What's in your favorite chef's backyard?
We asked some of the nation's most renowned chefs for their favorite backyard grills. Your job? Break out the steak and cold beer … and your credit card.

Roy Yamaguchi
Roy's (22 in the continental U.S., six in Hawaii, three in Japan, and one in Guam); host of Hawaii Cooks with Roy Yamaguchi.
"I use a Kamado at home. My father used to use one when we were growing up in Japan. I took out the gas element and use Hawaiian kiawe [mesquite] wood for fuel. Also, I like to use the Sub-Zero Wolf gas grill [36-inch cart], with four or six burners on a freestanding cart. It's awesome."
www.kamado.com, www.subzero.com

Bobby Flay
Mesa Grill and Bolo, New York and Las Vegas; host of Food Network's BBQ with Bobby Flay and Boy Meets Grill; author of Bobby Flay's Grilling for Life.
"The 25,000 BTUs and stainless steel burners on Viking's Ultra-­Premium 41-inch gas grill produce intense, searing heat across the entire grilling surface. You need heat to grill properly, and Viking grills provide the necessary amount to get an excellent sear on your meat, fish, and vegetables. [The Viking's] expensive, but with the proper care, it'll last a lifetime."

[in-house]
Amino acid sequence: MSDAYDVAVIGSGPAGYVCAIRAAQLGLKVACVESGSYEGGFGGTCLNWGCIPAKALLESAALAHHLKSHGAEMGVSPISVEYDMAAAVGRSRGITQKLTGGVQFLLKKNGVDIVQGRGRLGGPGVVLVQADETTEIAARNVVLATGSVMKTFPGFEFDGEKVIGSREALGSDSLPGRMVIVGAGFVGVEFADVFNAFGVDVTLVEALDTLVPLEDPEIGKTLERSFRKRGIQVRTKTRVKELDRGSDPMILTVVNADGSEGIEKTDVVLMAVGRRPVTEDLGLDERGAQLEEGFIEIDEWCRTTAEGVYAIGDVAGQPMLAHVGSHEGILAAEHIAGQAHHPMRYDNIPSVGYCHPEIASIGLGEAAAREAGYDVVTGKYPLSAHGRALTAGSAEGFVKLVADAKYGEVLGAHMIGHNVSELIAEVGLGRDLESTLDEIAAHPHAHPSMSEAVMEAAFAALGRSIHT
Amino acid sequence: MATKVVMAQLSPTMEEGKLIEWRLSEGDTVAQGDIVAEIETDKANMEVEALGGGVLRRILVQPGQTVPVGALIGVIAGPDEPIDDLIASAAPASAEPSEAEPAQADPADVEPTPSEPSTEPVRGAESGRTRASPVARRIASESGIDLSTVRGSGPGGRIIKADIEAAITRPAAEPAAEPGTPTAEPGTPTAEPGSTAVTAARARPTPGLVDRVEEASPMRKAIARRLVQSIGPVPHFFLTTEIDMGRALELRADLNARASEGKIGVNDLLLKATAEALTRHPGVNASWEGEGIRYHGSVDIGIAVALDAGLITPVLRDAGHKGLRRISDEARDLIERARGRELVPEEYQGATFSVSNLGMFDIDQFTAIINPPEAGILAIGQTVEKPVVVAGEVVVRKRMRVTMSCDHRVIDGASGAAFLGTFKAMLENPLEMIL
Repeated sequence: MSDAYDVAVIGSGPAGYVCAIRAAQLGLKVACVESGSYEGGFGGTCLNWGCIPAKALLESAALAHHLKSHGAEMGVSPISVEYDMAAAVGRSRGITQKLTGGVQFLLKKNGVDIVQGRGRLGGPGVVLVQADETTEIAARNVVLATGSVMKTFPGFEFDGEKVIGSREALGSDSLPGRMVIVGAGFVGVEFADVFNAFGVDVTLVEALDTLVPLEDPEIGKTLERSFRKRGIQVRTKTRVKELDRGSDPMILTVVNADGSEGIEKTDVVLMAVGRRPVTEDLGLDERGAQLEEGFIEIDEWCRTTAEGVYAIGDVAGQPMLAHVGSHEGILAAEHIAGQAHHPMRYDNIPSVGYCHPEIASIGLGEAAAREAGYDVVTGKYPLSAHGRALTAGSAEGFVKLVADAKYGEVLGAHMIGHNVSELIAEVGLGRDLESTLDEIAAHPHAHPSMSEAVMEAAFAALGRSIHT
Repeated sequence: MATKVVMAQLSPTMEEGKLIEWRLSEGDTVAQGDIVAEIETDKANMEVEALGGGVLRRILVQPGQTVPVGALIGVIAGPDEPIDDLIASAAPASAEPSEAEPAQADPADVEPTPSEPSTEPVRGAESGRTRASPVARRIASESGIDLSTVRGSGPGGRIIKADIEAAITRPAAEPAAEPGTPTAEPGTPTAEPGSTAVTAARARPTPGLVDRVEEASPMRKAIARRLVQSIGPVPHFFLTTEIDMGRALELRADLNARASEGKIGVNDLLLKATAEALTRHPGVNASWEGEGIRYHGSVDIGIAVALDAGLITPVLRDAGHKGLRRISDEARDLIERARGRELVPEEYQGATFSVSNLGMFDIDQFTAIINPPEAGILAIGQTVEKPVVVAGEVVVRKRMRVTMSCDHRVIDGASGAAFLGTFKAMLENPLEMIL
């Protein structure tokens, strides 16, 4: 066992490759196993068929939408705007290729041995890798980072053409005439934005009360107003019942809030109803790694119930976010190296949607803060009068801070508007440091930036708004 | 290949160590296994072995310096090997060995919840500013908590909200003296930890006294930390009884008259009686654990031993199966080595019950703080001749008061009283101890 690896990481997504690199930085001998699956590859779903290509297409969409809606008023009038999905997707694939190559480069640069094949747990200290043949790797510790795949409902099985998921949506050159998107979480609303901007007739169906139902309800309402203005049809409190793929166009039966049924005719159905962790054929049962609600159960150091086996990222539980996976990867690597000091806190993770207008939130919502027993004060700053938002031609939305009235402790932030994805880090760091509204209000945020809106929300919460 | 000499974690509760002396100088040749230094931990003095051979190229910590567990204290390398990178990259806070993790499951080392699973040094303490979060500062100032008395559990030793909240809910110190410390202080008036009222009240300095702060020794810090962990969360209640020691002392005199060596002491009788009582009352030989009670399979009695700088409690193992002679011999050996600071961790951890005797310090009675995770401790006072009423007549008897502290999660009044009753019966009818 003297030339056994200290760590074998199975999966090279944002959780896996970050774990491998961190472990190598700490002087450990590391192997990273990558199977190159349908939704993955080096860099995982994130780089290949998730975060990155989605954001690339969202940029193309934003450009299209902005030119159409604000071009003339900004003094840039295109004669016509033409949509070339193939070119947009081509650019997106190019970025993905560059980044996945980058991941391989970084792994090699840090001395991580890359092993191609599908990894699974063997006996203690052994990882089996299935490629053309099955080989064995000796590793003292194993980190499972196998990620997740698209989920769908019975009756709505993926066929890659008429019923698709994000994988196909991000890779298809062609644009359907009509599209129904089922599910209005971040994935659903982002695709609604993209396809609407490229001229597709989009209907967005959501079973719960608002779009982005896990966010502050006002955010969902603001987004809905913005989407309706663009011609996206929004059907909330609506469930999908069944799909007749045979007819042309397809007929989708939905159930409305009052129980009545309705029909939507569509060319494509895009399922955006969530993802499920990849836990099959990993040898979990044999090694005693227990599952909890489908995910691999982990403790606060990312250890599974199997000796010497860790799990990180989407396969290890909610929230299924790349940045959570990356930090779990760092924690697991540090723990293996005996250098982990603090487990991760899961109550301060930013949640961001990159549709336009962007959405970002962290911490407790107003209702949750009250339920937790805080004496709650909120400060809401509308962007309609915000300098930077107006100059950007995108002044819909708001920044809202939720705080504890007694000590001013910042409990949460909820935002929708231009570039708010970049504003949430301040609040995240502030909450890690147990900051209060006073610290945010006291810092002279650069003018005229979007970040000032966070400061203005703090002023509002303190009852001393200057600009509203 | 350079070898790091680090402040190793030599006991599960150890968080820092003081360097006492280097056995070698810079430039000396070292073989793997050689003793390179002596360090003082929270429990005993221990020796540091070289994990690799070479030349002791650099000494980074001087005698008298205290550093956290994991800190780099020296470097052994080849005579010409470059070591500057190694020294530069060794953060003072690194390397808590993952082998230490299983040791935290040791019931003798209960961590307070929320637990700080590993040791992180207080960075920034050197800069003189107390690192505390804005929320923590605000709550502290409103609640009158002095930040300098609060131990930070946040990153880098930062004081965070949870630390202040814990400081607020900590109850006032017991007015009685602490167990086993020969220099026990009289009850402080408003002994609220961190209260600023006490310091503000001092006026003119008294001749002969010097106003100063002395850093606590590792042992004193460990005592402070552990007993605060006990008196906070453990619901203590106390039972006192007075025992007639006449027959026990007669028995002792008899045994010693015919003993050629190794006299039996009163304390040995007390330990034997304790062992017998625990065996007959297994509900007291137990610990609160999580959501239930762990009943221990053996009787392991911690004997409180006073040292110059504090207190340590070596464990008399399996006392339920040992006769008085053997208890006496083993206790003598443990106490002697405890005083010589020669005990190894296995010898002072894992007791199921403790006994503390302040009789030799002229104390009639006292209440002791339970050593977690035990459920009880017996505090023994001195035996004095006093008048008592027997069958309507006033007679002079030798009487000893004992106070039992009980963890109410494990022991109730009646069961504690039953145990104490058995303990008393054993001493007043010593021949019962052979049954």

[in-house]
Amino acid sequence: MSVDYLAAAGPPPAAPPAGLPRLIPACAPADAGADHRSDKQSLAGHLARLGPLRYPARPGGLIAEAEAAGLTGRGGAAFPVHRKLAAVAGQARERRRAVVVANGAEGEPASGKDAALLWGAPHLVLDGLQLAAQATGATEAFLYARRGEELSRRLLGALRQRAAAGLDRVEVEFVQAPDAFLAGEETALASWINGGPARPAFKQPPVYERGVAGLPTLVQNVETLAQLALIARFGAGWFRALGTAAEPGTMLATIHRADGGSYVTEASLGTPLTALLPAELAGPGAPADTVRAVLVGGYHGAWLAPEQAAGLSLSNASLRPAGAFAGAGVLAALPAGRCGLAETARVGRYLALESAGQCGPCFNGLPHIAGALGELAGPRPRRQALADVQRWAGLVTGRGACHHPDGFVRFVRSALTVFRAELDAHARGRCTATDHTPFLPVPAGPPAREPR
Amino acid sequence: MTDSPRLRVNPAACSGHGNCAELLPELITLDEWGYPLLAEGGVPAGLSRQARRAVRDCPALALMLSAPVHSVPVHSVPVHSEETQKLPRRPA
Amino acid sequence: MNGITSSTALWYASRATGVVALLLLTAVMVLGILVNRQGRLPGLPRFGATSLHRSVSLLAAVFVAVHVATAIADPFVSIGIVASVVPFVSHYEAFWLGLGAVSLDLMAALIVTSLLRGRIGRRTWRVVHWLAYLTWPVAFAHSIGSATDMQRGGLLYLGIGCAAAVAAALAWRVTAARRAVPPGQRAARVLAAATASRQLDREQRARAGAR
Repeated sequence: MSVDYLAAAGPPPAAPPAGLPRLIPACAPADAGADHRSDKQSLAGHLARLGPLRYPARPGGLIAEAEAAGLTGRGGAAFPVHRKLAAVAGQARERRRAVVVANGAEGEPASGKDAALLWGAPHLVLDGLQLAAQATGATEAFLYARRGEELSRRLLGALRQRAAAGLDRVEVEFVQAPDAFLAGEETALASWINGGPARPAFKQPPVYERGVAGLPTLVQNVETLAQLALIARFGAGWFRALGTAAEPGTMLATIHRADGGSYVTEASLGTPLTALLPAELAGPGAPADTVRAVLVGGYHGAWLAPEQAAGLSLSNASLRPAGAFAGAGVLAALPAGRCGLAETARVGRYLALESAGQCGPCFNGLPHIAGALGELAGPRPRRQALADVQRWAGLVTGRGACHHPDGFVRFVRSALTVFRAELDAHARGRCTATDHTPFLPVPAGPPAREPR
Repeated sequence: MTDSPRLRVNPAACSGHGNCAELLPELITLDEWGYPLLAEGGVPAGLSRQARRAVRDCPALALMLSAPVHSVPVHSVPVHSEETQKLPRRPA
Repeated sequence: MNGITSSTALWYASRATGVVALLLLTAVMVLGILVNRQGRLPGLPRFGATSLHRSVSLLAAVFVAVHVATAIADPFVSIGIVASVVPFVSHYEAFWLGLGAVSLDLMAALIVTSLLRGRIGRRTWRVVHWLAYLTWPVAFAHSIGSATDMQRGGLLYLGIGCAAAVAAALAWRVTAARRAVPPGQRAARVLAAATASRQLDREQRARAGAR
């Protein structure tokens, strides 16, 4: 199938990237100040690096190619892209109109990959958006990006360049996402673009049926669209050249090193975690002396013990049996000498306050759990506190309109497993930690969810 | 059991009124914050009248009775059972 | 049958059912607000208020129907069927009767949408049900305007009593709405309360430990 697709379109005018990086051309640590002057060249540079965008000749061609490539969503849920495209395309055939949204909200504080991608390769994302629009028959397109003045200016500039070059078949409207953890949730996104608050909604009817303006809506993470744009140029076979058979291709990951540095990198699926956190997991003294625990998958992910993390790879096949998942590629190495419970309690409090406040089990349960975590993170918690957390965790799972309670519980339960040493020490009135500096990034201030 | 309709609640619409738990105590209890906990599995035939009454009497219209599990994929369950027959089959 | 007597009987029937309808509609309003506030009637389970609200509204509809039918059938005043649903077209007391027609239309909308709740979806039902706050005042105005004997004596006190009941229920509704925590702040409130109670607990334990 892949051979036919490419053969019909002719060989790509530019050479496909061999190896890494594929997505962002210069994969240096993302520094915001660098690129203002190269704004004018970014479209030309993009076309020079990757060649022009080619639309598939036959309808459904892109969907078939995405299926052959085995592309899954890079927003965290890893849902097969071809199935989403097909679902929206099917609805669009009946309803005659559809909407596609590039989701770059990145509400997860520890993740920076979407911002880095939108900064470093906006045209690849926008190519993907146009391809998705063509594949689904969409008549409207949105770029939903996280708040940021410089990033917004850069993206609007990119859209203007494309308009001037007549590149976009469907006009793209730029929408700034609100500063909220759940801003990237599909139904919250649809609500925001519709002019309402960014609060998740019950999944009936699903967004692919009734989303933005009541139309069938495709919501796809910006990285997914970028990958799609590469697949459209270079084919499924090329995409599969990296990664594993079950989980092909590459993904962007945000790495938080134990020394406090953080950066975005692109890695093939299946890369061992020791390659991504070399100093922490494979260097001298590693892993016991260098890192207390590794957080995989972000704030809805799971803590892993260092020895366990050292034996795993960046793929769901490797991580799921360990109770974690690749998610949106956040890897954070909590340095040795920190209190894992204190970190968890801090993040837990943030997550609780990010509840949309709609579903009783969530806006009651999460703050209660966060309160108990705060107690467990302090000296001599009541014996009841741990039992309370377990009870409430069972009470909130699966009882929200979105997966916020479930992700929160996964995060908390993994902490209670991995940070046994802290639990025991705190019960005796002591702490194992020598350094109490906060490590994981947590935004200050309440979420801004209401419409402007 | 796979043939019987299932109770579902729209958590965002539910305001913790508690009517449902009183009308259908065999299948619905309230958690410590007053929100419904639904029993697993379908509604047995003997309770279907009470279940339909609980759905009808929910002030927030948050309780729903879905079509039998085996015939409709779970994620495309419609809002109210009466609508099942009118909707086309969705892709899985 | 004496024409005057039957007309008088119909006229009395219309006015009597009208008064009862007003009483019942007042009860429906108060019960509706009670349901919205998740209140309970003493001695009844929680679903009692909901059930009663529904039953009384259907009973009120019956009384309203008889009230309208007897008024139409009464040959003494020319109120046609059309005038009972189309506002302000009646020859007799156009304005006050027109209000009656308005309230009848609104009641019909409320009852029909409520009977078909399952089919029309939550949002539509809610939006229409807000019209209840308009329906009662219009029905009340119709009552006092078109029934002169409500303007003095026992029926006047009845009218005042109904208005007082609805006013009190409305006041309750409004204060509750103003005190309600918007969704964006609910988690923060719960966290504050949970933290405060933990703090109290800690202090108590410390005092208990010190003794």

Rick Bayless
Frontera Grill and Topolobampo, Chicago; host of PBS's Mexico One Plate at a Time.
"The Hasty-Bake charcoal grills offer the most flexibility from a chef's point of view. They are extremely well made, and they also are excellent smokers besides grills."

Mary Sue Milliken and Susan Feniger
Border Grill, Los Angeles and Las Vegas.
“We’d rather barbecue than cook inside any day of the week. We’ve been trying a number of gas and charcoal grills, including a couple of Weber models and the KitchenAid built-in gas grill — all of which do an amazing job. Gas is so convenient that you tend to use it much more often. Susan has been known to go home late and fire it up for a midnight steak snack.”

David J. Bull
Driskill Grill at the Driskill hotel, Austin, Texas.
“I use the Jenn-Air stainless steel gas grill for quick grilling. It’s easy to keep clean and looks really sharp on the deck. For more serious barbecue, I crank up the Hasty-Bake wood-­burning grill. It produces a more authentic “grill” flavor, like you’re cooking over an open fire. And you get a great smoky quality to your food. It takes longer and is harder to maintain, but when the flavors explode, you’ll find it’s worth it.”